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Friday, June 11, 2010
Dear Rob ...


From the "Dear Rob" files ...
Re: Galarraga -- Has anyone brought up the Pine Tar game? It seems that set the precedent for the Commissioner's Office to be able to change a mistake by the umpires. They nullified the final inning and replayed the end of the game months later. Selig could have done the same thing here ... only nullify the 28th out and reinstate the perfecto.

T.W.
Walpole, Mass.

It's not really the same thing. In the Case of the Sticky Tar, the Royals lodged a protest regarding the umpire's interpretation of a rule. The American League office ruled in their favor, and you know the rest. But I don't believe that league officials have ever, in the history of the major leagues, overruled an umpire's judgment call, for the simple reason that no protest was, or can be, lodged.

They're just different things. Or they always have been, anyway.
I wanted to follow up on one of your "pitchers hitting" points. The reason I suspect pitchers don't work on hitting is that it's a staggeringly inefficient use of their time. A pitcher's only going to get 85-90 PA's a year -- and even a good-hitting pitcher who would be pinch hit for less would struggle to see over 100 -- which means the difference between a poor hitting pitcher (say .150) and a good hitting pitcher (Say .300) is what, 12-15 hits a season? What's the tangible value there, even if we factor in the benefit of not needing to go to your bullpen? Is it worth the time they'll take away from work on their primary job? And with that few plate appearances, luck plays a huge factor anyway. Dan Haren's hitting .405 this year with a .468 BABIP. Two years ago, he was .211 with a .258 BABIP.

Patrick
Ithaca, N.Y.

Patrick, have you spent much time at the ballpark before the games? Starting pitchers have an immense amount of free time. They throw, what, once or twice between starts. The rest of the time they're shagging fly balls during batting practice, running the occasional wind sprints, and shooting the breeze with their pals.

I'm exaggerating, obviously. Starting pitchers do have things to do. Important things. But I'm fairly sure they could carve out a few hours per week to work on their hitting.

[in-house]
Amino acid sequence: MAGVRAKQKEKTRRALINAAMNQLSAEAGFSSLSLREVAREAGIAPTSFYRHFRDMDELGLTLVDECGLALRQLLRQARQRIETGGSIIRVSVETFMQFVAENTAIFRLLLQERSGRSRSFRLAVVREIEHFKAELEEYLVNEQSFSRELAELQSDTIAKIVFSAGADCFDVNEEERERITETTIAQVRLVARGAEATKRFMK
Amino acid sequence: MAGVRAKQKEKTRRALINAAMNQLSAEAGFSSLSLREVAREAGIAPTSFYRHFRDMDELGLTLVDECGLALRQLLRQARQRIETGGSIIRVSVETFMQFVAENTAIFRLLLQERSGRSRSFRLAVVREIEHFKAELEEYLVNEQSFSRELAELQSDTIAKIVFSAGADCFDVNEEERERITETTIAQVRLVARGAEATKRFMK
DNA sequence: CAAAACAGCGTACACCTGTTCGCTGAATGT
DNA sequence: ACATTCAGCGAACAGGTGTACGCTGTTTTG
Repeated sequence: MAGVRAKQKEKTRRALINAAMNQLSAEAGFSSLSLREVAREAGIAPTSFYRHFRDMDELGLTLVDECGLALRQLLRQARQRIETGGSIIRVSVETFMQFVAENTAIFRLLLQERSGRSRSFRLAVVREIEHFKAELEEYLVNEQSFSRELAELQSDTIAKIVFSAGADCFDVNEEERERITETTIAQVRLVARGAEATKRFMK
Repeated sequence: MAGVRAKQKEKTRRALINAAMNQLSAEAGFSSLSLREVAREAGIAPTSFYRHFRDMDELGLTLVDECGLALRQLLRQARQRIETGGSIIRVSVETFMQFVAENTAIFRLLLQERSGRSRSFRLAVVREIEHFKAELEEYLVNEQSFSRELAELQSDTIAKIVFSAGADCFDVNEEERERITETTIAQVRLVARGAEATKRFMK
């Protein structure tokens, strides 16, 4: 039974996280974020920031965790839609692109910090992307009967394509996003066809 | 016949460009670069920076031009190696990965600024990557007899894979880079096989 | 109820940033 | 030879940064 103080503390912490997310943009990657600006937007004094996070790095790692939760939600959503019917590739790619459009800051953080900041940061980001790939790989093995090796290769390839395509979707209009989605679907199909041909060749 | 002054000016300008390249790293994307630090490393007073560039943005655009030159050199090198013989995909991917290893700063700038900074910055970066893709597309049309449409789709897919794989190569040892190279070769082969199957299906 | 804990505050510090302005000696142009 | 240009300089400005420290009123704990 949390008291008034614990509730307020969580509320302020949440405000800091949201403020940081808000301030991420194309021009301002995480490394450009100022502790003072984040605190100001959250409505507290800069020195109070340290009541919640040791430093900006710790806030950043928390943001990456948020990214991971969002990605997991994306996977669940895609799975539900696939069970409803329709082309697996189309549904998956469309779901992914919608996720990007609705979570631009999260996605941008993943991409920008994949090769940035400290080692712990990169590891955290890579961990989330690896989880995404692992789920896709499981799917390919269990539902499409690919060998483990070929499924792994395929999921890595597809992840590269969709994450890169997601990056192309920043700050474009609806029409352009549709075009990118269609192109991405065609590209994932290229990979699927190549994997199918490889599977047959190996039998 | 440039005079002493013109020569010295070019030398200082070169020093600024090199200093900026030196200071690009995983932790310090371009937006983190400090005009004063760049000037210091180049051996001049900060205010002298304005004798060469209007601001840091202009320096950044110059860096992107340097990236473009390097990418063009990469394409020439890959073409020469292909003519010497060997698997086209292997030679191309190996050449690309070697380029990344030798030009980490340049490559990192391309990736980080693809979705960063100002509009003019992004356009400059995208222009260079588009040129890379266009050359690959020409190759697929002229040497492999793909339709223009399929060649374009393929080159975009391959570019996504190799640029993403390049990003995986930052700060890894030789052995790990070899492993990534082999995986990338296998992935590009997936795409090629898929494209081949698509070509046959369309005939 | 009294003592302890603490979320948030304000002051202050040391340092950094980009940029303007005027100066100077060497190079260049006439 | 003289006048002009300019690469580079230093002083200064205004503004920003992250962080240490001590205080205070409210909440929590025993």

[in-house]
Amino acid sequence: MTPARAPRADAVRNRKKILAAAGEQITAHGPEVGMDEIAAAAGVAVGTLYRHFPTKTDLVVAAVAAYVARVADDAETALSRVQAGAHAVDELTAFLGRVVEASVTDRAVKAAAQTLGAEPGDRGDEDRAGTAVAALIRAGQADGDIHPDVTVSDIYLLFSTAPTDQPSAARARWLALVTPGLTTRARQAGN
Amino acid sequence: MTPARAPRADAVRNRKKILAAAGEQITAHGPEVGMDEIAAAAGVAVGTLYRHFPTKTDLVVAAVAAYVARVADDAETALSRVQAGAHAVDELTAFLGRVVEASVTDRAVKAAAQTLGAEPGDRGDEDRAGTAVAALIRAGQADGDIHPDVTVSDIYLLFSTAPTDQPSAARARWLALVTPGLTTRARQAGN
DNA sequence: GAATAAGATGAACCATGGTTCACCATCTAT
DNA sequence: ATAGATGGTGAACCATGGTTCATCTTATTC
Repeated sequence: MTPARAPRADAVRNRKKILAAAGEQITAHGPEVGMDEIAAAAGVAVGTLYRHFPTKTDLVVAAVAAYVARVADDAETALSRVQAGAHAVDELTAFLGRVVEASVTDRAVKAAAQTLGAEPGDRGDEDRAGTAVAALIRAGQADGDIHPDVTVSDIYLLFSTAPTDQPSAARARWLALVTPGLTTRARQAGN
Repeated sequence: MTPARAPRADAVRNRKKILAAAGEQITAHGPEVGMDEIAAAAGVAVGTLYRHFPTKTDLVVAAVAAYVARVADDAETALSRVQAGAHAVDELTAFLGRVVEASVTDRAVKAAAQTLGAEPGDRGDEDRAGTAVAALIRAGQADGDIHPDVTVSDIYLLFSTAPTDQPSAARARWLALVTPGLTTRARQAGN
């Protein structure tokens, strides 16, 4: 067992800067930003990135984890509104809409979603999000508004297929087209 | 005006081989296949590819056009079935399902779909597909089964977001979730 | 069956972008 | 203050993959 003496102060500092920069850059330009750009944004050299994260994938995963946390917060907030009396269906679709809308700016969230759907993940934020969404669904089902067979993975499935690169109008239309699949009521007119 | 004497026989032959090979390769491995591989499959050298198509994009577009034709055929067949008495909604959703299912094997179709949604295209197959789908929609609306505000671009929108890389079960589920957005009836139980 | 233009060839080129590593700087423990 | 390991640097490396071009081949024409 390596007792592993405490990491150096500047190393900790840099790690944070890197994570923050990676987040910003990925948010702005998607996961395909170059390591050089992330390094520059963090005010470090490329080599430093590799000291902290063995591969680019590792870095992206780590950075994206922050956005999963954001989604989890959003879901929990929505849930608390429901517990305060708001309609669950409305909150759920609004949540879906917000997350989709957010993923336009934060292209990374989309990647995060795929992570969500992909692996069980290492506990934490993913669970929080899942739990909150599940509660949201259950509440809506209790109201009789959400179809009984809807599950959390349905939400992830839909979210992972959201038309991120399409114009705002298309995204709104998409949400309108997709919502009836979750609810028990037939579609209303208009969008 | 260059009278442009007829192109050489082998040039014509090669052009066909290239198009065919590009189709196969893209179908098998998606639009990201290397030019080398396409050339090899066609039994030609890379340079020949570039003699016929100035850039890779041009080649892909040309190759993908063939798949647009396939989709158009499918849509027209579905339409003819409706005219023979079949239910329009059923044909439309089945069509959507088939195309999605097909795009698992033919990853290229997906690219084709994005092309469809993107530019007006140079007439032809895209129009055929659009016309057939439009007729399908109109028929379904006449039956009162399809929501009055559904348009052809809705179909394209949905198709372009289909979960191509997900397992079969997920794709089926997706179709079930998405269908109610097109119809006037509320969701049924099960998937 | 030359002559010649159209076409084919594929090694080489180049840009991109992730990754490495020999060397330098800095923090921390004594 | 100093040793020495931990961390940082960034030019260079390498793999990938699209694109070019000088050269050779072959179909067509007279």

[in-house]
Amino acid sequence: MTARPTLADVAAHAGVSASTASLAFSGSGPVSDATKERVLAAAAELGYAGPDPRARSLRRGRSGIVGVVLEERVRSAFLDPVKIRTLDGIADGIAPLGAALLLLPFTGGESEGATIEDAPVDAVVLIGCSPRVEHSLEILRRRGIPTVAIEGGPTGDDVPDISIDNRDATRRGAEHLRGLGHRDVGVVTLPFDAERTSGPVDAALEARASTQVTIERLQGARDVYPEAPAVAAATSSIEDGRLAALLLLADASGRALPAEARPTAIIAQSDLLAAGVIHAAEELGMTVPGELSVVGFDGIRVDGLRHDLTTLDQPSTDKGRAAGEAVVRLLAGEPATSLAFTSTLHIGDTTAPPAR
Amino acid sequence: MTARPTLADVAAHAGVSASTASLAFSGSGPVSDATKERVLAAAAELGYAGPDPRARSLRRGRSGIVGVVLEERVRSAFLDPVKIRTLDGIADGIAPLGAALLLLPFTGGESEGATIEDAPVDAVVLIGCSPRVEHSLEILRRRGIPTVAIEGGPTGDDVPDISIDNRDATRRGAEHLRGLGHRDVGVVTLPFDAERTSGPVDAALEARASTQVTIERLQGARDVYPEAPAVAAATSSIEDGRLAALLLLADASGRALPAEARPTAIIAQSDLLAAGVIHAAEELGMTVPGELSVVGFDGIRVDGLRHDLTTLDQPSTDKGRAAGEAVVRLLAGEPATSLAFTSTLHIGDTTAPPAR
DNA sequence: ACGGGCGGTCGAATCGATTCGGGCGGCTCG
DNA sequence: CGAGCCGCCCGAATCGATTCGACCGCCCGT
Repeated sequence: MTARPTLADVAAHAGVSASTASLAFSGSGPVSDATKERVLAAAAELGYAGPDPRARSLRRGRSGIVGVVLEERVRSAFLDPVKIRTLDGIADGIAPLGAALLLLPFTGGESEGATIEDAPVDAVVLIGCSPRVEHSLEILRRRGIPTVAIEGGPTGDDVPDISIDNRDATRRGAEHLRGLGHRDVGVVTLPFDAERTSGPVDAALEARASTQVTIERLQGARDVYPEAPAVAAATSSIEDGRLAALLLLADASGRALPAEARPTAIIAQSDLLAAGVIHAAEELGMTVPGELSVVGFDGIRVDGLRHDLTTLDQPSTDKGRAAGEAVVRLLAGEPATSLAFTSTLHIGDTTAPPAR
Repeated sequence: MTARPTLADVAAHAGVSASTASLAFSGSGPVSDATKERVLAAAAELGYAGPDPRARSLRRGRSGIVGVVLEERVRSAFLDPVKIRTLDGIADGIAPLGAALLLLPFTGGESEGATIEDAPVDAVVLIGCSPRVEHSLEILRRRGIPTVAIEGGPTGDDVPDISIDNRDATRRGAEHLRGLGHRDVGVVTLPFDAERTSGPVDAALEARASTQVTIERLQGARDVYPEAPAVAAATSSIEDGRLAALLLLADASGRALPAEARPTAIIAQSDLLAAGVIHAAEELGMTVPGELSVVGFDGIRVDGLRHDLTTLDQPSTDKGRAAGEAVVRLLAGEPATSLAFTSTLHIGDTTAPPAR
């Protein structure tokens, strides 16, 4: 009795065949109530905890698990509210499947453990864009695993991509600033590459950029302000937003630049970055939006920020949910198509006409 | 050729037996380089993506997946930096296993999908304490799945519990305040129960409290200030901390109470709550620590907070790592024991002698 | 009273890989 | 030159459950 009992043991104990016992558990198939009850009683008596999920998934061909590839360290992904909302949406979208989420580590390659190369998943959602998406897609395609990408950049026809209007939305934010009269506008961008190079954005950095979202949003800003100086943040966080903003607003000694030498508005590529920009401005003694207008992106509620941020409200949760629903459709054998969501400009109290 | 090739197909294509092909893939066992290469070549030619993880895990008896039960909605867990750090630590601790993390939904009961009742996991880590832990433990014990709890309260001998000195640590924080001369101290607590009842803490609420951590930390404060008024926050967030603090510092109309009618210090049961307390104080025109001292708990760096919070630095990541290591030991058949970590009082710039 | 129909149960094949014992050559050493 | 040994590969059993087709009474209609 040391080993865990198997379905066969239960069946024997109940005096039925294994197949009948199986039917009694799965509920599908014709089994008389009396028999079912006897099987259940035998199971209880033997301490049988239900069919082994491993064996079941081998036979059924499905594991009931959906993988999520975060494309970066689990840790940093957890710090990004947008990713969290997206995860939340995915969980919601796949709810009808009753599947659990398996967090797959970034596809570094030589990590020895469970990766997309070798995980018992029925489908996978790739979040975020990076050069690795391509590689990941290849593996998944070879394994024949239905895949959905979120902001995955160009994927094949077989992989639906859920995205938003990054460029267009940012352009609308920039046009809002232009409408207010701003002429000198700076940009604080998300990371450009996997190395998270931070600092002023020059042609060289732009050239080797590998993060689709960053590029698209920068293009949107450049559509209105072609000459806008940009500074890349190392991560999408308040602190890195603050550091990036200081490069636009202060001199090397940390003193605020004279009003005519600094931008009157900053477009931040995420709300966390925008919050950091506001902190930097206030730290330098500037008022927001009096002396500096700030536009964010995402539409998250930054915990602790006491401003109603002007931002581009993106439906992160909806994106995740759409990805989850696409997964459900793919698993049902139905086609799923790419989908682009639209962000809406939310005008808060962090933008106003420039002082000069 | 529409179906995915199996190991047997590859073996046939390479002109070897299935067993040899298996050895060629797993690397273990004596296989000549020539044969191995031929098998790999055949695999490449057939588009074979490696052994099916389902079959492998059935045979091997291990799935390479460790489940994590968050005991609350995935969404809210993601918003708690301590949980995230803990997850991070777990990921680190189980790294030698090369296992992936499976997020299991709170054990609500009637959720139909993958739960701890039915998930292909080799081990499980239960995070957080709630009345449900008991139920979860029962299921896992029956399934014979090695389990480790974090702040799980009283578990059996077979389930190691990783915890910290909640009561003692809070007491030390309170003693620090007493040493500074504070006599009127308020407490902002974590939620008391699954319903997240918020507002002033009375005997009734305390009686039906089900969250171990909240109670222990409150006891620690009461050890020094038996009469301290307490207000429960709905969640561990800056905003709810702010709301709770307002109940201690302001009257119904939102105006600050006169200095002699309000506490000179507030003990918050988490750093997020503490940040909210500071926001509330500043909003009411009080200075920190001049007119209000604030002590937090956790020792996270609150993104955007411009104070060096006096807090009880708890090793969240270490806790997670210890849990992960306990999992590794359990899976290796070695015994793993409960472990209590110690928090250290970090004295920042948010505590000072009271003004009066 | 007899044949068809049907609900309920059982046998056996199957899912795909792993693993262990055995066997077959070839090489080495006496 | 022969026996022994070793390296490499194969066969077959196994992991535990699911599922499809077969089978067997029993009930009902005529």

Wakefield's accomplishment is even more incredible given that the Pirates gave up on him! He pitched well and then one year he seemed to lose his skills and they released him. He's not only had a great career with the Red Sox, he resurrected his career with them. (I'm not sure that he had only one bad year with Pittsburgh, but I think so.)

David
Baltimore, Md.

It was the damnedest thing, David. Tim Wakefield was utterly brilliant as a rookie in 1992, going 8-1 down the stretch for the Pirates. In 1993, he couldn't get anybody out in the majors or the minors (after his demotion). He spent the entire 1994 season in Triple-A, and went 5-15 with a 5.84 ERA and with all the accompanying statistics you would expect.

So that was two straight lousy season, and you really can't blame the Pirates for giving up on him. What you can do is applaud the Red Sox for signing him. Wakefield opened 1995 with Triple-A Pawtucket, pitched well in four starts, kept pitching well after a promotion to the big club, and now he's the franchise's all-time leader in innings. Knuckleballers often come with good stories, but Wakefield's got one of the best.
Rob, I'm still waiting for a Ubaldo luck post from you. People are wearing rose-colored glasses when it comes to Jimenez' numbers right now. Because the guy has great stuff they assume he's every bit as good as his ERA. Everyone is neglecting to realize that this guy is having one of the luckiest starts to a season ever. Everyone is quick to say how lucky livan Hernandez has been and that he's a sham when in reality Ubaldo has been just as lucky. Livan has an xFIP of 2.69 next to Ubaldo's 2.58. I mean Phil Hughes has pitched just as good Ubaldo while doing it in the tougher division yet doesn't get the Bob Gibson 1968 love. Don't get me wrong, Ubaldo without the luck is still a stud but give me a little help here to get everyone ready for an ERA much closer to 4.00 than to 1.00 from here on out.

Matt
New York

Does anyone really think Ubaldo Jimenez is going to finish with an ERA around 1.12? Nobody that I know about. I'm not even sure if everyone thinks he's the best pitcher in the National League. I think most of the aficionados would give that title to Roy Halladay, and Tim Lincecum might get back into the mix, too.

Has Jimenez been lucky? Sure. Most pitchers with sub-1.00 ERAs are lucky, Exceptionally lucky. But it's also true, I suspect, that most pitchers with sub-1.00 ERAs are exceptionally talented. Yes, Jimenez is going to give up more home runs than he has. Nobody can maintain his pace. But he'll still be real good, and maybe one of the three best pitchers in the league.

Update: A Friend of the Blog points out, "In the last question in your "Dear Rob" post, the guy says that Livan Hernandez has the same xFIP as Ubaldo Jimenez. He was looking at Livan's BB/9, which is 2.85. Livan's xFIP is 4.96, same as always."